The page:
A place of hopelessness: Psalm 77

June 15, 2010

According to my homiletics professor, there are only two ways to preach a good sermon: either we begin where we are and end in Jerusalem, or we begin in Jerusalem and end on the street where we live.

The words of Psalm 77 come out of the depths of where God’s chosen people are: in exile. Far from home, they find themselves in a hard place where it’s nearly impossible to sing the Lord’s song. This is a place called hopelessness—a region of enormous pain.

We’ve all been there. We struggle with unanswered prayer. We identify with the old spiritual, “Nobody Knows the Trouble I’ve Seen.” The old landmarks seem to have slipped away. We worry about the shifting morals of our young, or about job security, terrorism or health care. We wonder if we’ll have enough to pay the mortgage. Sometimes things are so hard that our prayers stick in our throats and the psalmist’s lament becomes our own: “Has his steadfast love ceased forever?” “Are his promises at an end?” This is the street where most of us live.

Sometimes I wonder what possible connection a particular Sunday’s lectionary readings have with one another. Not today’s texts. Elijah could identify with Psalm 77. This faithful prophet found himself running for his life after having offended the petulant Queen Jezebel—she was determined to kill him. Elijah hid in the wilderness and railed, “I alone am left, and they are seeking my life, to take it away” (1 Kings 19:10).

This same sentiment is found in Paul’s letter to the Galatians, where the personal pull of slavery was very real. The old gratification of self-destruction was ever present: fornication, impurity, licentiousness—the list was seemingly endless. In his own life the apostle had prayed: “Who will rescue me from this body of death?” (Rom. 7:24). “I do not understand my own actions,” he said, “For I do not do what I want, but I do the very thing I hate” (Rom. 7:15).

It sounds familiar—the psalmist is in exile, Elijah afraid and desperate, Paul agonizing over the strictures of his own humanity. These are descriptions of the street where we live.

Psalm 77 is a psalm of lament. There are more of these psalms than of any other type. Maybe this is because, as Walter Brueggemann writes, life is often savagely marked by disequilibrium, incoherence and hard-lived asymmetry. He finds it strange that the church today often opts for upbeat songs of orientation in a world increasingly experienced as disoriented.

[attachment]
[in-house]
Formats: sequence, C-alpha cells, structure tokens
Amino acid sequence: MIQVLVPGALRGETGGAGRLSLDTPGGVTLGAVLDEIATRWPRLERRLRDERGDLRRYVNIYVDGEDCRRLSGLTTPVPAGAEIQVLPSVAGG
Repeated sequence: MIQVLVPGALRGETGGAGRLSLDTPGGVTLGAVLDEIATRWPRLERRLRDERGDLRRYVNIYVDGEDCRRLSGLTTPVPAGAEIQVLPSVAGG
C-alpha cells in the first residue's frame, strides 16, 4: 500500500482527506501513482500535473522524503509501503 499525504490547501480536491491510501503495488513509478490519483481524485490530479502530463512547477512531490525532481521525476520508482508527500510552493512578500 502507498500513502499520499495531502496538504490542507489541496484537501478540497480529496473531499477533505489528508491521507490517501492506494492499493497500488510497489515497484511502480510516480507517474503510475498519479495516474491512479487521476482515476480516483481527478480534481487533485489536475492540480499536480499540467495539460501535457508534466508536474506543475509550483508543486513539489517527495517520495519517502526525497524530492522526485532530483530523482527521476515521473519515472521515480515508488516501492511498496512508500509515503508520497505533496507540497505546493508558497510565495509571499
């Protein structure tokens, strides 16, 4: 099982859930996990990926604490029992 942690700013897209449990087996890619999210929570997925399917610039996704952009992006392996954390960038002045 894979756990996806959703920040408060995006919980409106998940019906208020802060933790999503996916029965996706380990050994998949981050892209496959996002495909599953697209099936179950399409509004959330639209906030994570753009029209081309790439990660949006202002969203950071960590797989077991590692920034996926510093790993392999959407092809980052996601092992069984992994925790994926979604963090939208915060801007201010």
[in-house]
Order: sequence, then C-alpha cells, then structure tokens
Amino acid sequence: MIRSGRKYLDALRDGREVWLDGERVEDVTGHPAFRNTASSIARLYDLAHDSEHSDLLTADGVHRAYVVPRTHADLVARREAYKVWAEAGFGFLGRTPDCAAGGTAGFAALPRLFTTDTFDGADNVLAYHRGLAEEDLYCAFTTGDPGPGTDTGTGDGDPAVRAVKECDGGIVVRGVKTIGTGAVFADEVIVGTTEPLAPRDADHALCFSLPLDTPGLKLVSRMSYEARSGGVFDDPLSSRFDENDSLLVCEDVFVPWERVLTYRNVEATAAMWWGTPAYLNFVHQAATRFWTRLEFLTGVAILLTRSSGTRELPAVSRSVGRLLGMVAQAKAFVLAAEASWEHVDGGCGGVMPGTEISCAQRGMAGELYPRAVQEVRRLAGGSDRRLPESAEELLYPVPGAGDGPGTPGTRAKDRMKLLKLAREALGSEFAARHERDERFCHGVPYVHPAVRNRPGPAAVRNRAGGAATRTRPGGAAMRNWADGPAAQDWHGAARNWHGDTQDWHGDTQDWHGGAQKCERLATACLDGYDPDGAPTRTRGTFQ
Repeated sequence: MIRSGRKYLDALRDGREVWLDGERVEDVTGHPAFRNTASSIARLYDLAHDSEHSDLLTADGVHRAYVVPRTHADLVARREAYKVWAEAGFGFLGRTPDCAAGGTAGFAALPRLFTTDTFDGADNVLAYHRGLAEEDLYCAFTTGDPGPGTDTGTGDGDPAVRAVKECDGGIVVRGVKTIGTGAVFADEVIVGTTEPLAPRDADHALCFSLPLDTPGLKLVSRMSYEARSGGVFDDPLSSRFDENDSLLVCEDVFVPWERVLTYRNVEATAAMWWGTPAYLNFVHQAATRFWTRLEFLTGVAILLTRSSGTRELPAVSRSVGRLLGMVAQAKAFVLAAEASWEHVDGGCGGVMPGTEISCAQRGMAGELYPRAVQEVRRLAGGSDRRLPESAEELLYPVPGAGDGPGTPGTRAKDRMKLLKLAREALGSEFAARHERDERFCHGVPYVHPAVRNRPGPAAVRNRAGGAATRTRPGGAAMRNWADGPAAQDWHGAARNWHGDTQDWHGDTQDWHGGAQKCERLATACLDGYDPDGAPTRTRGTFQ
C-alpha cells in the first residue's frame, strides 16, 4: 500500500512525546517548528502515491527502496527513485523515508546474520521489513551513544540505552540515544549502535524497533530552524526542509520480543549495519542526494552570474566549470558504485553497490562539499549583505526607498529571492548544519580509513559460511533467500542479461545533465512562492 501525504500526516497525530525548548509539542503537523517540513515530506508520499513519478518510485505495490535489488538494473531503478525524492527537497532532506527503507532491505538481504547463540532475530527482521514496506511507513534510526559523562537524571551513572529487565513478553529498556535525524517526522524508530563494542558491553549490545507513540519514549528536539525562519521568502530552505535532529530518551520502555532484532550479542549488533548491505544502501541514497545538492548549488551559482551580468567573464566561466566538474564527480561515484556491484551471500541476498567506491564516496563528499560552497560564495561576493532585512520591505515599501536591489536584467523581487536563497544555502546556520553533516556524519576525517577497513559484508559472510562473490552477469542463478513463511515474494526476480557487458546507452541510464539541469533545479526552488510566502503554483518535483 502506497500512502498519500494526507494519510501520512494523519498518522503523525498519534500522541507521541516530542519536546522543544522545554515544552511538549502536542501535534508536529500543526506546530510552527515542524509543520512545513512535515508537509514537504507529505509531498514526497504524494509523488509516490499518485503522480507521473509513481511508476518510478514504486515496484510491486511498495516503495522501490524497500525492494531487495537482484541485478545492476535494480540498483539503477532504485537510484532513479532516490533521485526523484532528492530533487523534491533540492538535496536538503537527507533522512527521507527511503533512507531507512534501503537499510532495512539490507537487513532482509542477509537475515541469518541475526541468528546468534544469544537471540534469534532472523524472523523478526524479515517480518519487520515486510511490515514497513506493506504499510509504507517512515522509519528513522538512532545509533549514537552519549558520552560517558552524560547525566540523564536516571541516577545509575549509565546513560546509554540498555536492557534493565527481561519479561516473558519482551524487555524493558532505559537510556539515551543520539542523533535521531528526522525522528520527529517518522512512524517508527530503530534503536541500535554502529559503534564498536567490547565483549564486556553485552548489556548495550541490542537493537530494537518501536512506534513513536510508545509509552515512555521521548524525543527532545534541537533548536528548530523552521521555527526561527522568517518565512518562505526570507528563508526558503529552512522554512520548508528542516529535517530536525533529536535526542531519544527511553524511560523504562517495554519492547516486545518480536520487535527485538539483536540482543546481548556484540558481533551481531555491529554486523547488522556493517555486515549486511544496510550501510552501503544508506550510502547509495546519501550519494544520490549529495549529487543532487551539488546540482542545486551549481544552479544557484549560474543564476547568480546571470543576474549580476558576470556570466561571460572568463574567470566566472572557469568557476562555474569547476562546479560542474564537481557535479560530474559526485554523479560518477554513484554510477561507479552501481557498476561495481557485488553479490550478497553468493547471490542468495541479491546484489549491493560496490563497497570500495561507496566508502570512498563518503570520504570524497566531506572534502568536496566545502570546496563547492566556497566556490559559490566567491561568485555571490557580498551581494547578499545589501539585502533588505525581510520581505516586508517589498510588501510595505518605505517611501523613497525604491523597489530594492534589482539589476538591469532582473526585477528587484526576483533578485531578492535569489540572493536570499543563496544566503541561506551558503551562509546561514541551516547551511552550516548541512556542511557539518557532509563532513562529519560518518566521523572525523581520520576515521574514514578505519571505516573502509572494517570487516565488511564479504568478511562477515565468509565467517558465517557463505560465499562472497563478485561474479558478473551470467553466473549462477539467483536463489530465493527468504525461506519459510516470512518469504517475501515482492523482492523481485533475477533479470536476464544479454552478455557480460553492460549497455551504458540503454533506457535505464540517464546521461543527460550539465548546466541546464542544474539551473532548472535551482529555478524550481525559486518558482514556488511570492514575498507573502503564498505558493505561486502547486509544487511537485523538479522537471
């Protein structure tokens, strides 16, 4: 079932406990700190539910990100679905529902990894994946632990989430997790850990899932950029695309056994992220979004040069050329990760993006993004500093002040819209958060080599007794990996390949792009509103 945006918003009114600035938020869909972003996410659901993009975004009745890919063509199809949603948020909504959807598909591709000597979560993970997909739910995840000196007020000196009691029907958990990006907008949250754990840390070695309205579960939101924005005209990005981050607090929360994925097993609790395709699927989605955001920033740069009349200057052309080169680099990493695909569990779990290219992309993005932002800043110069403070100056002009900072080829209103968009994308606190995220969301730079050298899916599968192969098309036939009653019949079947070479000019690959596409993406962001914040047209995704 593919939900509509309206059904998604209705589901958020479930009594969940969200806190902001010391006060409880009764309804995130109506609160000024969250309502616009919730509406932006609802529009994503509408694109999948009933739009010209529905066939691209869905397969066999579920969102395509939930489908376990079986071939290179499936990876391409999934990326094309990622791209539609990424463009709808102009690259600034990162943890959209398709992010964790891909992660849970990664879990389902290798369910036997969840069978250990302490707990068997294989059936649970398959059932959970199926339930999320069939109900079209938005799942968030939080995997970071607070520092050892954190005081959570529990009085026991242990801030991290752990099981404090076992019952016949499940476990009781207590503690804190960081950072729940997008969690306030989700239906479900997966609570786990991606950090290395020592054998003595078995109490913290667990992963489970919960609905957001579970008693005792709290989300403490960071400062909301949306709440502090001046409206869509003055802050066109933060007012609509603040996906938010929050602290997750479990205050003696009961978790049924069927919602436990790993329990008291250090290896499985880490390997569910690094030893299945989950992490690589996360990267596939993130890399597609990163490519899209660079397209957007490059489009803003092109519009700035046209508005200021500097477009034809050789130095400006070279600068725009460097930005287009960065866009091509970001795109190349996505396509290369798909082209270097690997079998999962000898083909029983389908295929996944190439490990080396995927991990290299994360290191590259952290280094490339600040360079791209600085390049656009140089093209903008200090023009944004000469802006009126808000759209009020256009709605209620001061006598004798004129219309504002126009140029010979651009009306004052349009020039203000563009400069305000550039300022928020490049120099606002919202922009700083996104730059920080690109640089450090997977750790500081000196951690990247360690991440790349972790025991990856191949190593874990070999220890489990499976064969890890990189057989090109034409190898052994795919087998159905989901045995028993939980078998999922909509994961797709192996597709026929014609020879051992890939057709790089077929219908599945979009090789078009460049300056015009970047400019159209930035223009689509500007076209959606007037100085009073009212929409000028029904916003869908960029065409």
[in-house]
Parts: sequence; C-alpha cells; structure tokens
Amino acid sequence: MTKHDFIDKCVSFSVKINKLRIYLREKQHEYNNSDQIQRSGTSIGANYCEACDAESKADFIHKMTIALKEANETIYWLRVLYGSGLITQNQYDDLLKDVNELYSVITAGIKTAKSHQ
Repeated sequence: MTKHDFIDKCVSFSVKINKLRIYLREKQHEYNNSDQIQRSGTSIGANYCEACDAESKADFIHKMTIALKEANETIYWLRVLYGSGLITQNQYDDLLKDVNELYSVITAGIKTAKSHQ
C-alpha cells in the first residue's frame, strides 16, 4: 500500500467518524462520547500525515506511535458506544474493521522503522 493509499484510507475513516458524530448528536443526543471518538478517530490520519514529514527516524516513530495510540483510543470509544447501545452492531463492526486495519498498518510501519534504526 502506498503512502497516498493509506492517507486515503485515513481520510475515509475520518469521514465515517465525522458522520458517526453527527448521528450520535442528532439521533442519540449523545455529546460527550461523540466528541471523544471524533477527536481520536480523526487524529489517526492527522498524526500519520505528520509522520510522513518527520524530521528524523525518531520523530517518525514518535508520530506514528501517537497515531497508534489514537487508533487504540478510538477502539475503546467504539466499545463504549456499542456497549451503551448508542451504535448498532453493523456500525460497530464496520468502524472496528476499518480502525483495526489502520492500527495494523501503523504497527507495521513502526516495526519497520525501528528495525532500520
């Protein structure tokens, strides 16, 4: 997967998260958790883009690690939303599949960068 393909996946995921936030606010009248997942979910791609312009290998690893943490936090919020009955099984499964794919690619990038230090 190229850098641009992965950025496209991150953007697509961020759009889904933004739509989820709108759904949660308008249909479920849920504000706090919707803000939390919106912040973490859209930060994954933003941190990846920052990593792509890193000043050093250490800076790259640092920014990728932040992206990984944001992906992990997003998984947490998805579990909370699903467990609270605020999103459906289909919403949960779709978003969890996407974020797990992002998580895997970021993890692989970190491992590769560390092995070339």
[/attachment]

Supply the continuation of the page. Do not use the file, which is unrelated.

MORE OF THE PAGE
But we cannot stay on the street called lament, for in the middle of the darkness of all these readings there shines a beam of light. From verses 11–20 the psalmist moves from a time of stress much like ours to the strange hopeful world of the Bible. We find ourselves in Jerusalem, of all places. Brueggemann says these latter verses give us a psalm of orientation.

In the desert Elijah discovered a highway that led to his God. Not all the valleys were exalted and not all the hills were made low, but God spoke in his darkest hour. Elijah was fed by the hands of angels, and a still small voice sent him back into the fight.

Out of his own life Paul discovered a word to offer the troubled Galatians. Slavery was not the last word, neither was idolatry, enmity or strife. But all these words gave way to the fruits of the spirit: love and joy and peace and patience.

Psalm 77:11 moves from the harsh, hard days of the exile to a vision of a far better world. In remembering the God who had acted in their history, God’s chosen people discovered that this same God would act on the mean streets where they lived. What we have here is a change of perspective. One scholar says that in all these readings we see the movement from I to Thou. The hymn captures it well: “Thou in the darkness drear our one true light.” Even in the hard circumstances of these exiles’ lives, the world was filled with hope and mystery.

In Psalms of Lament, Ann Weems tells how the stars fell out of her sky when her son Todd was killed less than an hour after his 21st birthday. Her friend, Walter Brueggemann, suggested that she write out the laments of her heart. Out of her pain she lifted up her anger and lamentations and wrote page after page. Slowly she discovered that God can wipe the tears from the eyes when no consolation seems to come and that God really does put the stars back in our skies.

The street where we live may be a place that is hard and difficult, but the testimonies of the faithful remind us that somewhere beyond the pain of our lives there is a Jerusalem where we will find hope and joy once more.

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